A woman in recovery shared her story during a recent “The Way Out Recovery Hour” on KHTS, prompting a discussion about some “telltale signs” of addiction and how genetics can play a role by The Way Out Recovery SCV officials.
“I don’t think a lot of people realize how difficult it is to pull out of the grasp that addiction has on a person,” said Bob Sharits, program director at The Way Out Recovery SCV. “There’s a difference between somebody who has the ability to stop if they get in trouble and somebody who, if they’re in trouble, it makes it worse.”
Now six months clean and sober, Trisha sees the connection between genetics and her addiction, pointing out that she and her half brothers all followed in their father’s footsteps even though they never had a relationship with him.
“He left my mom and I before I was born,” she said. “I don’t have any contact with him, any kind of relationship with him, but I do know and have heard that he himself has major addiction problems.”
“That’s important for people to understand,” Sharits added. “Certainly environment plays a part … but an even bigger factor is the genetic process that takes place. And here’s an example of somebody that’s never met the person who they got their genes from, but yet that alcoholism transfers over.”
Trisha tried alcohol for the first time with friends when she was 13-14 years old, after having grown up with a stepfather who struggled with addiction.
“I had a lot of things happen when I was a young child and it made me for a long time very uncomfortable with myself. I was shy, I never felt in place, I just always wanted to fit in,” she recalled. “(When) I had that first drink … it allowed me to just — I felt like at the time — be myself, be fun, be outgoing. It just gave me a different identity that I really liked.”
Sharits noted he often hears those in recovery describe this type of feeling when looking back on their early experiences with drugs or alcohol.
“That’s a common thing we hear a lot in people describing their story is, ‘I felt like I was standing over here, and when I took those drinks or or when I did anything that made me feel different than I do all the time, it allowed me maybe just for a moment, but maybe for longer, to be a part of,’” Sharits said. “Alcohol or drugs becomes the solution to a problem that I don’t even know I have.”
Though Trisha did not drink every day, she found that she relied on alcohol more and more as grew up, to the point where much of her thoughts were focused on the next social gathering or party.
“It wasn’t something I would say I was addicted to at that point, but I definitely looked forward to the days we were going to drink,” she said. “There was nothing else I could think about but we were going to go out and we were going to get drunk.”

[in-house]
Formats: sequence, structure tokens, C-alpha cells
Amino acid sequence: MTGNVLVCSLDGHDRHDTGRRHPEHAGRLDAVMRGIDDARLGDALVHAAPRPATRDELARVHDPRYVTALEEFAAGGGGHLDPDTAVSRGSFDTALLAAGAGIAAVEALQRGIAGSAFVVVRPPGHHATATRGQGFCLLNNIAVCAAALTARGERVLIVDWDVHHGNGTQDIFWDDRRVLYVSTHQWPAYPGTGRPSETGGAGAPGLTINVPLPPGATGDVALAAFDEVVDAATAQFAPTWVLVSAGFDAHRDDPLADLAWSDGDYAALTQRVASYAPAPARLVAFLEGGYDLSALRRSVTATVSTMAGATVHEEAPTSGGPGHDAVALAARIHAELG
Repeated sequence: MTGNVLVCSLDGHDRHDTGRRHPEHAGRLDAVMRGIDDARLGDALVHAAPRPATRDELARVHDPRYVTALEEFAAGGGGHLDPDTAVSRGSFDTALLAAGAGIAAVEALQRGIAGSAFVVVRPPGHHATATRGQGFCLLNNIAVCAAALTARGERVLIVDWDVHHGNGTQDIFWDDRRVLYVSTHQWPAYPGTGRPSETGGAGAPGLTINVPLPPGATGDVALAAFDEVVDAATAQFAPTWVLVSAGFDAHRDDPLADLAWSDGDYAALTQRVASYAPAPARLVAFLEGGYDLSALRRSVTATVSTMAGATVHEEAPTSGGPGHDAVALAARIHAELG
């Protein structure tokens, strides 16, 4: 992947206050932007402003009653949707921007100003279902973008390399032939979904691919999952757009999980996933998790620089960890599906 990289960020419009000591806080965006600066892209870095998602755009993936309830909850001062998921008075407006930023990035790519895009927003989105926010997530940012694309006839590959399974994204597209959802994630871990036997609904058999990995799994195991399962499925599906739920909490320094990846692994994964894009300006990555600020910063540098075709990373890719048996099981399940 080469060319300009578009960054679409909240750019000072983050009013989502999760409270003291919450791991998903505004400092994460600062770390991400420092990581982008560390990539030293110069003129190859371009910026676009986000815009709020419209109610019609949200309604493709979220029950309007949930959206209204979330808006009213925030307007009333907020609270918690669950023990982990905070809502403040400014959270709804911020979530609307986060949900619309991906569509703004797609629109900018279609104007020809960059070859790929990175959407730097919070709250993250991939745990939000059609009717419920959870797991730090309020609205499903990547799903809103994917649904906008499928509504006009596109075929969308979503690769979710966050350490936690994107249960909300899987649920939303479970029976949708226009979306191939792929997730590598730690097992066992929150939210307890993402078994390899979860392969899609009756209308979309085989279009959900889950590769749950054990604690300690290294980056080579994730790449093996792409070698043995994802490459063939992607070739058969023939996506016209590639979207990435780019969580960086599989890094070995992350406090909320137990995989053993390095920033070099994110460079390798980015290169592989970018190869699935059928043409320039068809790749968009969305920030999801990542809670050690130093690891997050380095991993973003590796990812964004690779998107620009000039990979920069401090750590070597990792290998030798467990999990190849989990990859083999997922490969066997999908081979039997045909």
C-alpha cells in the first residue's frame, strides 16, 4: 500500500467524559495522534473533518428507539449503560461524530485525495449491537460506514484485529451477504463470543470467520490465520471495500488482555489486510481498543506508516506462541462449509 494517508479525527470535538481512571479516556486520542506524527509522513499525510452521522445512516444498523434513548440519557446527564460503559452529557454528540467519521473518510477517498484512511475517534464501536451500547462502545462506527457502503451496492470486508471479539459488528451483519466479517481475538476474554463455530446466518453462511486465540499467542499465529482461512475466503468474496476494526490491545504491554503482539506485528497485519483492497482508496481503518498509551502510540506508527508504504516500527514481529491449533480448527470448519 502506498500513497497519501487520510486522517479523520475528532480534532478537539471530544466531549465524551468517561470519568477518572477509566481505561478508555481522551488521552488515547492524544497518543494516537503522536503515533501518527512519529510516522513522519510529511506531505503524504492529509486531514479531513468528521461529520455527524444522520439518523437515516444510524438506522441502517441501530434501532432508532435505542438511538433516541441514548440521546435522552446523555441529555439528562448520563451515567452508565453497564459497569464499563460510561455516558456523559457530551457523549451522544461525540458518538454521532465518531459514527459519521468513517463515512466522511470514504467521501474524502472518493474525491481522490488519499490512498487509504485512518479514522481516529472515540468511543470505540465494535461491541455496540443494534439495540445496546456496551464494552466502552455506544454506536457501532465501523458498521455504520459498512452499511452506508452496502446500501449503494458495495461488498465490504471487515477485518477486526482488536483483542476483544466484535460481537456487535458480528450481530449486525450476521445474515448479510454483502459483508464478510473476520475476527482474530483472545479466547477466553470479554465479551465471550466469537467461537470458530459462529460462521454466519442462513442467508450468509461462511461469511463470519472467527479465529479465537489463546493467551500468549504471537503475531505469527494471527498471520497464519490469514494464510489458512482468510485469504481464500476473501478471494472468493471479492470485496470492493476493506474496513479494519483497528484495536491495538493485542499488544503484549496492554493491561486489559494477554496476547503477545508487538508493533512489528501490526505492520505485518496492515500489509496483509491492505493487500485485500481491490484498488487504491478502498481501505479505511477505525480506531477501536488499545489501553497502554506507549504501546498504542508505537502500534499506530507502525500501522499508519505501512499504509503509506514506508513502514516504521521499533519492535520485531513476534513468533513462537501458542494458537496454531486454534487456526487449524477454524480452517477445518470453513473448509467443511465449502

This could be seen as a sign that Trisha was getting addicted to alcohol, according to Sharits, who called it “renting space in your head.”
“It’s one thing to look forward to like, ‘My friends are having a party this weekend, cool,’” he said. “But when it rents space in your head and (you’re) thinking about, ‘I hope they have a keg there,’ or ‘I wonder what they’re going to be drinking there’ or ‘I better starting thinking about Uber now’ or whatever like five days ahead of time … that’s one of the signs.”
Trisha added that she took things one step further by meticulously planning the timing of when to begin drinking in an effort to “make it through” the whole party before passing out.
“That’s a telltale sign of early onset of alcoholism, is when I’m planning what I’m going to drink, how I’m going to drink, it’s renting space in my head,” Sharits said. “How I’m going to get away with it, how I’m going to get my fill, I hope there’s enough and if there’s not enough, I better bring my own… Those are telltale signs.”
Sharits continued, “The purpose of today’s show is so that listeners … can (hear) this and go, ‘Me too. Wow, what Trisha is talking about right now, I’ve experienced that. I may have a problem.’ And be able to take a look at that and get a hold on it.”
In Santa Clarita, drug issues are a major concern for many. The mission of the Santa Clarita rehab The Way Out Recovery SCV Drug and Alcohol Outpatient Treatment is to provide high quality, effective alcohol and drug outpatient treatment. The drug rehab’s goal is to assist adolescents, adults and their loved ones in becoming happily and usefully whole, free from drug addiction. Those seeking Santa Clarita drug treatment or a teen drug rehab can rest assured that The Way Out Recovery’s philosophy is to teach lifelong coping skills and strategies to assist in improving quality of life and living happily and meaningfully without the need of destructive behaviors.
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